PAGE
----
The uplifting tune “Home Again” was inspired by Santoyo’s encounter with a homeless woman who shared with him an essential wisdom: the only place where one can truly find happiness is a mental one. “Only in the mind can we feel whole and in peace.” On “Nostalgia,” beautiful piano and guitar intertwine recalling “unforgettable moments that we cherish and which touched our soul.” Santoyo calls the graceful solo piano piece “Amor” an “hymn to pure, tender love.” The vigorous piano music of “Hope” embodies a “desire for a better unified future.” And with “Awaken,” a rhythmic, pulsating tune, “we finally realize the magic we’re capable of together.”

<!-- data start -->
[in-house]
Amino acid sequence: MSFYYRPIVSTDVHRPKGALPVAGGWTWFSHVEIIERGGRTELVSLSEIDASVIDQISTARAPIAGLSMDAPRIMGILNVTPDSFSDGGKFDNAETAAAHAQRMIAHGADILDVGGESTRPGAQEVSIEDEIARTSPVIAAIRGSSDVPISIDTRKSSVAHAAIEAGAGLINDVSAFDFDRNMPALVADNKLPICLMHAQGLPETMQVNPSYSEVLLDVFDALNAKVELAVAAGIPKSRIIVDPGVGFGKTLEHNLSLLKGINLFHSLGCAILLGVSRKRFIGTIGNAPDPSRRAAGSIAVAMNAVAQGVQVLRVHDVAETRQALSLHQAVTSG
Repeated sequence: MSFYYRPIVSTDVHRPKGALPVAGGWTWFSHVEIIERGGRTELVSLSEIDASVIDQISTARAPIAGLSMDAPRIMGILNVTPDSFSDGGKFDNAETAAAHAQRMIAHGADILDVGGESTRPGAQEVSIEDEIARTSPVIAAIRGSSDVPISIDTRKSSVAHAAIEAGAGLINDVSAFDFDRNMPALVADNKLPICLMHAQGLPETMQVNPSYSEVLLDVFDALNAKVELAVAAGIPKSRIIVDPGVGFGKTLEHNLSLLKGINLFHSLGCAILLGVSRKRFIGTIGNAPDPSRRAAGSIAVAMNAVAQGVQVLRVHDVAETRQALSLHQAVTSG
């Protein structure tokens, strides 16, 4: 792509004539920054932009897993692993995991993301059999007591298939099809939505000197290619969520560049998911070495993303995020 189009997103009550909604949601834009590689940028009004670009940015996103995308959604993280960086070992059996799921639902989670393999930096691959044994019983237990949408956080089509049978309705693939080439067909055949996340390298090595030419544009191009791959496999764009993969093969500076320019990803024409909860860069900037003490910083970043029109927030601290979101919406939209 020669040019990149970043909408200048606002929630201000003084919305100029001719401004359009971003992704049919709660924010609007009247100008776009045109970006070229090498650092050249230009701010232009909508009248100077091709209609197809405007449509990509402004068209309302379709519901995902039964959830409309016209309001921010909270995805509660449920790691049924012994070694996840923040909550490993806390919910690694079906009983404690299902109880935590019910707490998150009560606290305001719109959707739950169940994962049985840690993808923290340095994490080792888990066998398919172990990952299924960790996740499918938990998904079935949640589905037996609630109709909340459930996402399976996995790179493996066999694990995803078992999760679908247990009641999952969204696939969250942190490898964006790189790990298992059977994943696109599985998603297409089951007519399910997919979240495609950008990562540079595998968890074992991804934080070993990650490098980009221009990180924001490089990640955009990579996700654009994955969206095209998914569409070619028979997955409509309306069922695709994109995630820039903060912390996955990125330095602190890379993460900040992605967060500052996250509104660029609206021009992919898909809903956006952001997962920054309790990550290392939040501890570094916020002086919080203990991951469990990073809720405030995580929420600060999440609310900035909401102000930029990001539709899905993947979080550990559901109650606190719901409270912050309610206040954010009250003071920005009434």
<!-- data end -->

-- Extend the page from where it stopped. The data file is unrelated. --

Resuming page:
In addition, Santoyo’s album captures the intimate side of life — family, women, children, beauty, softness and warmth. “Lullaby,” with its lush and dreamy arrangement, leads us to peaceful relaxation and rejuvenation. The memorable song “Nenita” is “a delicate piano solo hymn to all women and their gentle spirit and beauty.” Another lyrical melody, “Soft Touch,” is carried by heartfelt piano, strings, and guitar. It evokes those moments of bliss in our lives. “I imagine the love of God as he reaches down to gently touch our soul with love like the Michelangelo’s painting ‘The Creation of Adam’.” Santoyo’s inspiration for the graceful piano solo tune “Morning Light” was “that magical and peaceful moment when the sun suddenly comes in through the window in the morning and gently caresses our soul.”